sqrt(3)
sqrt(x = 3)

All the operators demonstrated previously are also functions and can be called in the same manner:

`+`(2, 3)
`|`(x = TRUE, y = FALSE)
`!`(TRUE)

Assignment itself is also a function call:

`<-`("newvar", 2)  # creates a variable "newvar"
`=`("newvar", 2)   # same

A few functions that would have been useful so far:

ls()      # lists all assigned variables
typeof()  # returns the type of an object

Getting help

Functions implemented in R have documentation pages which are searchable via another function: help():

help(sum)
help(`<-`)
help(help)
?sum          # shortcut for calling help()

Documentation pages can also exist on their own, without being attached to function names:

help(Syntax)             # to read about precedence levels
help(Reserved)           # R's list of reserved symbols
help(NumericConstants)   # parser rules for treating numeric constants
help(Quotes)             # parser rules for treating quoted strings

In addition there is a function for searching the documentation pages:

help.search("concatinate")
??concatinate  # shortcut for calling help.search()

Vectors

Almost every object in R is vectorized - it can contain multiple elements and has an attribute called “length”.

length(NaN)
length(1)
length("what")  # string is not a vector, but an element

A vector with multiple elements is created with a “combine” function c():

c(-1L, 0L, 1L)
c(1+1i, -1+3i)
c(TRUE, FALSE, TRUE)
c("a", "b", "any string")

c() can be used for combining multi-element vectors too:

vec1 <- c(1, 2)
vec2 <- c(2, 3)
c(vec1, vec2)
c(c(1,2), c(2,3))  # same
c(c(1,2,2,3))      # also same
c(1,2,2,3)         # same as well

An increasing sequence of numbers can be created using a shortcut:

1:2
-100:100

When multiple different types are combined the resulting vector takes the most general type:

c(TRUE, 1L)               # integer
c(TRUE, 1)                # double
c(1L, 1+1i)               # complex
c(TRUE, "A")              # character
c(NA_integer_, NA_real_)  # double

Most operators, when applied on vectors, apply the operation to each element separately:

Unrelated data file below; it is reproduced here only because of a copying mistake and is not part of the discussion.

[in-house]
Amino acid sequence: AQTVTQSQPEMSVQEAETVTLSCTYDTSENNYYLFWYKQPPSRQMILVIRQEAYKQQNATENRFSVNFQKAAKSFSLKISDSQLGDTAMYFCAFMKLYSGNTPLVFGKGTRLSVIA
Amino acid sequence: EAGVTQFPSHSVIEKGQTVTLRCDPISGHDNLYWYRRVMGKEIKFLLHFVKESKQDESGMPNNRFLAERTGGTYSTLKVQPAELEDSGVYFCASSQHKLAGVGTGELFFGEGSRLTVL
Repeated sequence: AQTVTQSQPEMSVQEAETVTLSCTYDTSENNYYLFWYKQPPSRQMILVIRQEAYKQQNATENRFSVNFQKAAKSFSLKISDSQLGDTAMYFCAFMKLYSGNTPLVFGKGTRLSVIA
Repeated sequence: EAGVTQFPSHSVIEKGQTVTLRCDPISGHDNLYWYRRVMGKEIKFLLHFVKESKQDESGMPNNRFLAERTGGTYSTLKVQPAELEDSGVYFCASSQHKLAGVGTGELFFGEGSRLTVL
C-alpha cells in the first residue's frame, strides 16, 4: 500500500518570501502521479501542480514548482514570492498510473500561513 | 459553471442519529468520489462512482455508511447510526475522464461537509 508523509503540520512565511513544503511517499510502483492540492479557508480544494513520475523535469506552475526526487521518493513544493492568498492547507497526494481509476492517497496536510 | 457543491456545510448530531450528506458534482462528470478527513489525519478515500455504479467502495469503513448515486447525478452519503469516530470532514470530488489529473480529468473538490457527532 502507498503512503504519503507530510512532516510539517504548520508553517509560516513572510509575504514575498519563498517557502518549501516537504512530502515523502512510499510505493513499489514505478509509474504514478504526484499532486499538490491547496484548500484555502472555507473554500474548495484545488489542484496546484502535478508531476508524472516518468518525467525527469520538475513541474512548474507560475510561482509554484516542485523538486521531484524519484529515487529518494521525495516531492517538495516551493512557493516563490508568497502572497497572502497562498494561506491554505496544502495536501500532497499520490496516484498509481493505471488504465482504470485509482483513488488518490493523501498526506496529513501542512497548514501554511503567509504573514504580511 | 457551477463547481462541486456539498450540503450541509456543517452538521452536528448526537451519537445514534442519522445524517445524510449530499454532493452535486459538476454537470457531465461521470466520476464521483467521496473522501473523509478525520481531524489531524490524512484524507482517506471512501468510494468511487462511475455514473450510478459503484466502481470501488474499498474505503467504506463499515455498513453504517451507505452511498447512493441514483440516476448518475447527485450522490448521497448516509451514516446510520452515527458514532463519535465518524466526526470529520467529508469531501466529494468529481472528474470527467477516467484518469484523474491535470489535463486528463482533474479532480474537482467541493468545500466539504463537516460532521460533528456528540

x <- c(1, 2, 3)
y <- c(0, 10, 1)

x + 1     # 2 3 4
x + y     # 1 12 4
x > 2     # FALSE FALSE TRUE
x > y     # FALSE TRUE FALSE

Lots of functions work with vectors too, and provide a reasonable result:

x <- c(1, 2, 3, 4, 5)
y <- c(2, 1, 3, 1, 5)

mean(x)
sum(y)
log2(x)
cor(x, y)
paste(x, y)

Vectors can be empty (have 0 elements):

logical()
integer()
double()
character()
complex()

length(complex())
length(c(numeric(), numeric(), numeric()))

Finally, elements within a vector can have names:

x <- c(a=1, b=2, c=3, d=4)
names(x)

There is no requirement for the names of a vector to be unique:

x <- c(a=1, b=2, b=3, d=4)
names(x)

Recycling

R can apply binary operators on vectors of different lengths. In this case recycling takes place - the shorter vector is extended to match the length of the longer one by recycling its elements starting from the first one:

x <- c(1, 1, 1, 1)
y <- c(0, 1)

        # original       after recylcing
x + y   # x = 1 1 1 1    x = 1 1 1 1
        # y = 0 1        y = 0 1 0 1

Recycling helps writing common element-wise vector expressions without resorting to loops:

# subtract 1 from each element in x
x <- c(1, 2, 3, 4)
x - 1

# check which elements of x are greater than 2
x <- c(1, 2, 3, 4)
x > 2

# turn every second element of x to 0
x <- c(1, 2, 3, 4)
y <- c(0, 1)
x * y

When the longer vector is not a multiple of the shorter one - recycle takes place but a warning is displayed:

c(1, 2, 3) - c(0, 1)

# Warning message:
# In c(1, 2, 3) - c(0, 1) :
#   longer object length is not a multiple of shorter object length

Subsetting